AS AN EDUCATOR, counselor, mother, and citizen, I have experienced over and over again just how difficult it is for children in crisis to receive the support they need in a timely and humane way. When a child shares suicidal thoughts with me, my best response (as things are now) is to notify a parent (who may or may not take action to seek help for their child.)

Even the most responsive parents with resources and the wherewithal to call around to different counseling agencies are often put on wait lists of up to 6 months. If a parent takes a child to an emergency department (ED), they may wait days for a hospital bed and experience major disruption in their lives while the child is in the ED and then eventually in a hospital. Children are taken from the ED to a psychiatric hospital in an ambulance or police cruiser — oftentimes in handcuffs. All these activities are expensive, disruptive, and potentially traumatizing.

In New Jersey MRSS (Mobile Response and Stabilization Services) is fully implemented for children.

This has led to a virtual zero rate of hospitalization of children experiencing mental health crises. Children receive services in their communities: at their home or in a residential crisis stabilization center.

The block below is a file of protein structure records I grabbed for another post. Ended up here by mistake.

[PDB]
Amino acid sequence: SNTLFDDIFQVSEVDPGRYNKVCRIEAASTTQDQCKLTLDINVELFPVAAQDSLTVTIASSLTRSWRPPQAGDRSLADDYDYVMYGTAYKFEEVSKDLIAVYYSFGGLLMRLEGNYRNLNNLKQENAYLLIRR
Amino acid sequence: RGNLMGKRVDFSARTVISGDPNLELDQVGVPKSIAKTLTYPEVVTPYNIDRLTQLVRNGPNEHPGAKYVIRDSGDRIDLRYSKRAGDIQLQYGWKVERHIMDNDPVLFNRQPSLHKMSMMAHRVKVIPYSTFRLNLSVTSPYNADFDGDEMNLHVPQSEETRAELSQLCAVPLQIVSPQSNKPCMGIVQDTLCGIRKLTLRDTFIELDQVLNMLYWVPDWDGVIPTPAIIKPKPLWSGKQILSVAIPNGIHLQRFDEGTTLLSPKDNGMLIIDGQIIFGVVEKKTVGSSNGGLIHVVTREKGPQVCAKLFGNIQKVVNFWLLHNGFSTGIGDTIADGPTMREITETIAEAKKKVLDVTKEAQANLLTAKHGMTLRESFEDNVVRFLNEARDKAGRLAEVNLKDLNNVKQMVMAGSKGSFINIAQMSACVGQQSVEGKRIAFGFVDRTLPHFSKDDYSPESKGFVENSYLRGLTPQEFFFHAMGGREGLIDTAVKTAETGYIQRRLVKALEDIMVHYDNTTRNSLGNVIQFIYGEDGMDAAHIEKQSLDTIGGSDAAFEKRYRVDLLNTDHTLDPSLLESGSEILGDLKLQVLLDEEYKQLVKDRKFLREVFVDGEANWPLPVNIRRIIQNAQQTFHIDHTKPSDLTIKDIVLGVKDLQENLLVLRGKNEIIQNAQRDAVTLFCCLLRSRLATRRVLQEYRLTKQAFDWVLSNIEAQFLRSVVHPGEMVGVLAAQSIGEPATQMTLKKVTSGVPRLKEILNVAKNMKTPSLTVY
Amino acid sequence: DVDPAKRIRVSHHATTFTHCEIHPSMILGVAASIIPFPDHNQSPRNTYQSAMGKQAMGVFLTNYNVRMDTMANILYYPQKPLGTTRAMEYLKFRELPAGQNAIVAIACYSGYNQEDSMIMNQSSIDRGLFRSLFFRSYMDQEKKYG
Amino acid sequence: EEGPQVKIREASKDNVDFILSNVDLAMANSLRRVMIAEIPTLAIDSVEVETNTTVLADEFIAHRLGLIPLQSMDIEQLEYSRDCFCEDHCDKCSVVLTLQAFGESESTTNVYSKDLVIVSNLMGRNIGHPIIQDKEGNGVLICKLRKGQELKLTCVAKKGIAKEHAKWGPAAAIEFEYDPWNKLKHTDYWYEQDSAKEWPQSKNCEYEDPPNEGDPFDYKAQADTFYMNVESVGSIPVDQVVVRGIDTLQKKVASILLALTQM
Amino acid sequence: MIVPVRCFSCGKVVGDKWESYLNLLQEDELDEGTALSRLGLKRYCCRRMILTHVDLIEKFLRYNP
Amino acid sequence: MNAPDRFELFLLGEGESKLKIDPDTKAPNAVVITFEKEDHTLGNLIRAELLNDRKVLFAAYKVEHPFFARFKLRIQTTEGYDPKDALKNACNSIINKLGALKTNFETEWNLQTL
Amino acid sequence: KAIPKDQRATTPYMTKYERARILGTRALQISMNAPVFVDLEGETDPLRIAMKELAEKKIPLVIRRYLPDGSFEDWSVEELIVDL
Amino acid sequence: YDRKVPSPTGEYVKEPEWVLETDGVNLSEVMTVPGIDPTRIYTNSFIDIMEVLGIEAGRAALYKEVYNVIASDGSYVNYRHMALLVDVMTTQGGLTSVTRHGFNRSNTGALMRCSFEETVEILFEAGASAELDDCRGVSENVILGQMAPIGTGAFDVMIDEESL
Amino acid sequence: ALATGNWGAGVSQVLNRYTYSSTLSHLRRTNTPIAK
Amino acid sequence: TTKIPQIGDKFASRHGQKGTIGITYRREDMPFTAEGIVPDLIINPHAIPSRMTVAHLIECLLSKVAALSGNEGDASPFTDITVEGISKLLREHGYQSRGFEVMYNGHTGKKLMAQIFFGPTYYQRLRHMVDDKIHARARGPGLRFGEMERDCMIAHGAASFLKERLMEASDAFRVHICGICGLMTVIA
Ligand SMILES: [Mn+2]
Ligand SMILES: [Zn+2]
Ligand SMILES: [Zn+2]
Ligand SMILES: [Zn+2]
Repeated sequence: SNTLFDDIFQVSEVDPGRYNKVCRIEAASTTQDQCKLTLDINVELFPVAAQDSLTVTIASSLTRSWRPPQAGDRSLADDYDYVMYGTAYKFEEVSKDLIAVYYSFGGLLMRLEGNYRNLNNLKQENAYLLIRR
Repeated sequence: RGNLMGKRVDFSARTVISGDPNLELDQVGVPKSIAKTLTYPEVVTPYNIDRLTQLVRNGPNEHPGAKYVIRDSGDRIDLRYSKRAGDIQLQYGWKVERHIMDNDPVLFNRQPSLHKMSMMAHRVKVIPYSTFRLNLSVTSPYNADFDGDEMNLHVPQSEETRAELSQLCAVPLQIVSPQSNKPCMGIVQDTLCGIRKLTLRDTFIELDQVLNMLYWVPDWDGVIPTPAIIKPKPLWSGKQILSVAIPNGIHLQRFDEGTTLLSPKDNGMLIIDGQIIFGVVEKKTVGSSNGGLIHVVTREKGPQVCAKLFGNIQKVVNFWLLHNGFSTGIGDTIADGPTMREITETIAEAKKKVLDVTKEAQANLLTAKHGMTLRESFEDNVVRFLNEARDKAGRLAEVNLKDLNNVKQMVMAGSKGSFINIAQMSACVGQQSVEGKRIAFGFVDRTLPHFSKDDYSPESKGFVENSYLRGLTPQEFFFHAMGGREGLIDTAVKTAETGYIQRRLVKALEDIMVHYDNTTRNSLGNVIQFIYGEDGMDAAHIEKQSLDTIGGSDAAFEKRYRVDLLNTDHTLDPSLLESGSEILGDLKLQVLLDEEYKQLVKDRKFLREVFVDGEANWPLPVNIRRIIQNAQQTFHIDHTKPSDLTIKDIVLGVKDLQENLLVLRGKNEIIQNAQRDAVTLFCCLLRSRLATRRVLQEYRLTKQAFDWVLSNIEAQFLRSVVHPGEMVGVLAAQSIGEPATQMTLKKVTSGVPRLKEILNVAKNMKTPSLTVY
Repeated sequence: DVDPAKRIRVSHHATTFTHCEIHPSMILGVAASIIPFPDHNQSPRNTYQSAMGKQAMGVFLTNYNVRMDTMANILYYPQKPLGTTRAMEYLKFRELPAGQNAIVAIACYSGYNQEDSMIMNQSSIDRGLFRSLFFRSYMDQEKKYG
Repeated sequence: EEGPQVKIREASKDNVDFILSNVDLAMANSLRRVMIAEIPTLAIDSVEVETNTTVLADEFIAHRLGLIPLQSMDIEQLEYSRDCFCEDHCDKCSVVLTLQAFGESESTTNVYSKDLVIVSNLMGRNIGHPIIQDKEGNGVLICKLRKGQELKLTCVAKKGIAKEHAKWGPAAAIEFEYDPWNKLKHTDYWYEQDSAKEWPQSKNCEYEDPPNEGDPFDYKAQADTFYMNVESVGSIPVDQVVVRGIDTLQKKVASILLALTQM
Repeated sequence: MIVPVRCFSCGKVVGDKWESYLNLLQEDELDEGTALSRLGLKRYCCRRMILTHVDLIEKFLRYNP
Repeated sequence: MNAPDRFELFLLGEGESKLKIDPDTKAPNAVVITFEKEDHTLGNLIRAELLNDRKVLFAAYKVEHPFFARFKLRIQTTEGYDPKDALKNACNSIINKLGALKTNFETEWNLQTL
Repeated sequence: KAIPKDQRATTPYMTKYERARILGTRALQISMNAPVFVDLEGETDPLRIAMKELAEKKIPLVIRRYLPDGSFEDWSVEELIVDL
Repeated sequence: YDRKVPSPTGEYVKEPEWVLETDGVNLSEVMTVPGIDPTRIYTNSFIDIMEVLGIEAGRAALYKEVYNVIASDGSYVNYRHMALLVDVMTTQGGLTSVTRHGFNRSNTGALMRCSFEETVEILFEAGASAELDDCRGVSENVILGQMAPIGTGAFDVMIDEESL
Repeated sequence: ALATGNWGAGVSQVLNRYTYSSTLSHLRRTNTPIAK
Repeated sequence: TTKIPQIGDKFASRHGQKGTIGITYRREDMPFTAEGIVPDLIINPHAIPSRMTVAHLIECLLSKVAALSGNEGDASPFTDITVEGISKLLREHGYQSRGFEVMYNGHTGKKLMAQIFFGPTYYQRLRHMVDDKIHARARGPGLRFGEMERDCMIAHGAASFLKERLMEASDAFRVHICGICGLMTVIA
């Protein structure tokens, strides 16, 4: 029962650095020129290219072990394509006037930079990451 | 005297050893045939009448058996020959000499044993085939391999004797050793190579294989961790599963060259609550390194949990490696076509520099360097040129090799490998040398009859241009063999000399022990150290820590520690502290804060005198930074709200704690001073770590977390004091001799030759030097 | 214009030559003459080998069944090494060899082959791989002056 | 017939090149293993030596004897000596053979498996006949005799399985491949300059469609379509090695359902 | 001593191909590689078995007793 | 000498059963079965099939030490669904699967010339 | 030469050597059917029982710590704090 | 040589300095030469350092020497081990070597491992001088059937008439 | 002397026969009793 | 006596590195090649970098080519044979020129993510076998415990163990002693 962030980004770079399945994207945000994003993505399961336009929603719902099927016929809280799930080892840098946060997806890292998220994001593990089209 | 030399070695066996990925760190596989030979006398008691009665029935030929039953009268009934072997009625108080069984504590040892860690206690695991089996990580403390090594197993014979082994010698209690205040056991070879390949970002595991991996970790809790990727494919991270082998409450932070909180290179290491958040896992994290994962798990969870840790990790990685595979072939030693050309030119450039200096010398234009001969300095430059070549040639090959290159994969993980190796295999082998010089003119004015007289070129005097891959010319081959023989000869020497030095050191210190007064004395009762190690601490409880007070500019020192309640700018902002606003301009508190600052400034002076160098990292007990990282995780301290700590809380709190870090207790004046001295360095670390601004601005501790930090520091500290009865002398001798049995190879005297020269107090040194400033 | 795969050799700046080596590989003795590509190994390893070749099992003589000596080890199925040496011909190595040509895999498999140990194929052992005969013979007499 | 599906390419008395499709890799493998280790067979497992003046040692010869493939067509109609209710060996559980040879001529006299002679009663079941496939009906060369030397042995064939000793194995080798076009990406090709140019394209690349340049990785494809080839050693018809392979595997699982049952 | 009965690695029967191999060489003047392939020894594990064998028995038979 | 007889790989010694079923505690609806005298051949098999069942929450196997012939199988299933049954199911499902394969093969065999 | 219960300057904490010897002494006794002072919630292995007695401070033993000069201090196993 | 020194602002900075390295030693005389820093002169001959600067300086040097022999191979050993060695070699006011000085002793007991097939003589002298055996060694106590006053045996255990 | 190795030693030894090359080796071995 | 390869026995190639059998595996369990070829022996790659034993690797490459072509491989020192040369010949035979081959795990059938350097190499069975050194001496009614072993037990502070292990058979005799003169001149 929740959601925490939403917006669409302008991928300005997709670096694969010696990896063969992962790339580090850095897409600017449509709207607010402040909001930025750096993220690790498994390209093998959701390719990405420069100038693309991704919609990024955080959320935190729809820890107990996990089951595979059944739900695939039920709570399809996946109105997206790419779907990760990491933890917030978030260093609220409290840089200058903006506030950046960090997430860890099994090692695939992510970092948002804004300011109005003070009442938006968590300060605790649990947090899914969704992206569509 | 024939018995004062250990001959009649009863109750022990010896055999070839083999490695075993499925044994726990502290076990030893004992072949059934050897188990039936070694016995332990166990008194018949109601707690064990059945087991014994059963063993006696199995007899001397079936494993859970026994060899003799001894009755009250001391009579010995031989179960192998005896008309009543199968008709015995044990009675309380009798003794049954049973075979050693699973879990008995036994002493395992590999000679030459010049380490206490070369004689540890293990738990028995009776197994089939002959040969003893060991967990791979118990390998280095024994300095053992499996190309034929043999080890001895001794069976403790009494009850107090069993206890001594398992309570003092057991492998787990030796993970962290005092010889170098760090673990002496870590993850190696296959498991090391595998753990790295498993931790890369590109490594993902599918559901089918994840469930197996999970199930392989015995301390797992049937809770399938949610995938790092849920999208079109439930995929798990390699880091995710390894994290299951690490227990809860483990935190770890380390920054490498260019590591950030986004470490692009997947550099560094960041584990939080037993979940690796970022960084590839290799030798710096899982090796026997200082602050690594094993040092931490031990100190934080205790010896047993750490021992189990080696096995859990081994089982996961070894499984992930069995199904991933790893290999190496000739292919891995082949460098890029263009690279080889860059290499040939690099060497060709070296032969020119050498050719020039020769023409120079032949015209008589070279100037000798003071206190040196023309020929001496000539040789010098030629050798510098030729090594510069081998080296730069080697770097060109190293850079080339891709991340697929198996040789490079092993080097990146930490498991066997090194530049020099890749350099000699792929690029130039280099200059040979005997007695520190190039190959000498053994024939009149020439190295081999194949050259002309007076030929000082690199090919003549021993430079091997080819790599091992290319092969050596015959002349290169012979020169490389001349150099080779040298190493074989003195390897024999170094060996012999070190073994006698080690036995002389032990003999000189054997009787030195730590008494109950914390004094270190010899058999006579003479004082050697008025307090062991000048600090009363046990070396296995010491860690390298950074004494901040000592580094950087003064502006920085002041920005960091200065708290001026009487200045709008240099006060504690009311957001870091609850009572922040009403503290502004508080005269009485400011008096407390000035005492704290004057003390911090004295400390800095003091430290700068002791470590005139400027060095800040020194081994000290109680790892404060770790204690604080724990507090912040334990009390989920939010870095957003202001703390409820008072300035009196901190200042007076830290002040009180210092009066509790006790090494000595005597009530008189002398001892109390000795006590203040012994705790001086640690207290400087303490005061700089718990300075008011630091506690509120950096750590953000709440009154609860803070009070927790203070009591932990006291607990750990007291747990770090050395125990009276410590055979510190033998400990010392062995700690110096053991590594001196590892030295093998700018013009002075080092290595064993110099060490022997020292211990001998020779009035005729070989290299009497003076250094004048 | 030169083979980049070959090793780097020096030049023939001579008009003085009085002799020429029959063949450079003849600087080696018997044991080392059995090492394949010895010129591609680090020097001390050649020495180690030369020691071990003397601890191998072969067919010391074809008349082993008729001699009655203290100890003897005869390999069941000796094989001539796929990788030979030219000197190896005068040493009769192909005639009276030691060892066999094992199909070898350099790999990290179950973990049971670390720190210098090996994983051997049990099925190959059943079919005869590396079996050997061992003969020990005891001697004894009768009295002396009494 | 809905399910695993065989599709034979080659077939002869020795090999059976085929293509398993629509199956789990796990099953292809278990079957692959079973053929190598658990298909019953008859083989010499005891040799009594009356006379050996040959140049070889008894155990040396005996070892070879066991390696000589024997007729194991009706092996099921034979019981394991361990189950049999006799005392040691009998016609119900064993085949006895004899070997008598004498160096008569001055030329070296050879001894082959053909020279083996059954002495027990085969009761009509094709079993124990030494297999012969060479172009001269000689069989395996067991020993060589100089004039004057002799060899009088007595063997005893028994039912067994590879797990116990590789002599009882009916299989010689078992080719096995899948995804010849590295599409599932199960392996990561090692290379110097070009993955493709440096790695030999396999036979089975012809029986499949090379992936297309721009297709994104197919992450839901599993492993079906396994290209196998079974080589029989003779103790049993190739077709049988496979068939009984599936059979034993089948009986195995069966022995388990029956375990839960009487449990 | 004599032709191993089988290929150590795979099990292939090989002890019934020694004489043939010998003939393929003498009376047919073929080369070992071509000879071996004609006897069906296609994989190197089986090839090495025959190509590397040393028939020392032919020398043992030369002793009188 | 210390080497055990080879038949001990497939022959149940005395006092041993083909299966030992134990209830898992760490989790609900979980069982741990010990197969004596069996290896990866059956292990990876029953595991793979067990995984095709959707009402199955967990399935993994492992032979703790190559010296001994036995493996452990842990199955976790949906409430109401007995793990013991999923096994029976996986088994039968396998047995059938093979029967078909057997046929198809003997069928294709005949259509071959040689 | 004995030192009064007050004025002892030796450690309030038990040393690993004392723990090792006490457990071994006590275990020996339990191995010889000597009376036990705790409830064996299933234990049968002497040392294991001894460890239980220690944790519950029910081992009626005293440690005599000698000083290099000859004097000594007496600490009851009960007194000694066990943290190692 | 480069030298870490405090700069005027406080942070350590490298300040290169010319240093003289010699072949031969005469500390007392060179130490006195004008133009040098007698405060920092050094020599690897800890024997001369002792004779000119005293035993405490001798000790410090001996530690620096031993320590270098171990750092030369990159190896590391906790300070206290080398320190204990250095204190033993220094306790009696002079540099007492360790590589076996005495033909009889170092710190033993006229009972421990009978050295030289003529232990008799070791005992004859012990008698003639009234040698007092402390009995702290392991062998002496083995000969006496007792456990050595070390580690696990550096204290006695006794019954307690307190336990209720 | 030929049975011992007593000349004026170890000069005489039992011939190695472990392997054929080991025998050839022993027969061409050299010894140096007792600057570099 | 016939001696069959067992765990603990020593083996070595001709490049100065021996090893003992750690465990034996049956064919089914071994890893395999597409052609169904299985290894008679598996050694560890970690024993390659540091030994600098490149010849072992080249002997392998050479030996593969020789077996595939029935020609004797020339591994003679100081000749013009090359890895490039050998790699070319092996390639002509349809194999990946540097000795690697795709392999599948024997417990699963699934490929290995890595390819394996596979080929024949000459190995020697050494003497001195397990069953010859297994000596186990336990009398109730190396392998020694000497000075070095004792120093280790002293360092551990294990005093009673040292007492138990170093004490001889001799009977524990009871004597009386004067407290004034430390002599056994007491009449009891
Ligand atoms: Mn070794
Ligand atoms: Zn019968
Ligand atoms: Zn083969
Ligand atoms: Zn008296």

If a child shares suicidal thoughts with a school counselor, for example, that child receives local and immediate intervention from a two-person crisis team that is on call.

These services happen immediately and locally. The team consists of professionals and paraprofessionals who officer crisis intervention and peer support. They serve as first responders who work to resolve the crisis, connect children with resources, and avoid future crises, averting the need for psychiatric inpatient treatment.

The goal is to address the mental health need while keeping the child in the community, at home and in school if possible. This would mean the lives of children and parents would be far less disrupted.

In addition, MRSS saves money! According to a 2014 SAMHSA study titled, Crisis Services: Effectiveness, Cost-Effectiveness, and Funding Strategies, researchers found that mobile crisis intervention services can reduce costs associated with inpatient hospitalization by 79% over a six-month follow-up period after the crisis episode.

New Hampshire is facing an opioid crisis, a mental health crisis, and a child welfare crisis. All acutely impact childrens’ development.

New Hampshire children are the future of our state and they deserve better. It is our duty to address these problems head-on, using evidence-based solutions that we know are effective.

Please fully fund and implement MRSS to provide mental health crisis stabilization services where and when children need them.

Martha Madsen, MSW, M.Ed., is chair of the capital region of the New Hampshire School Counselor Association.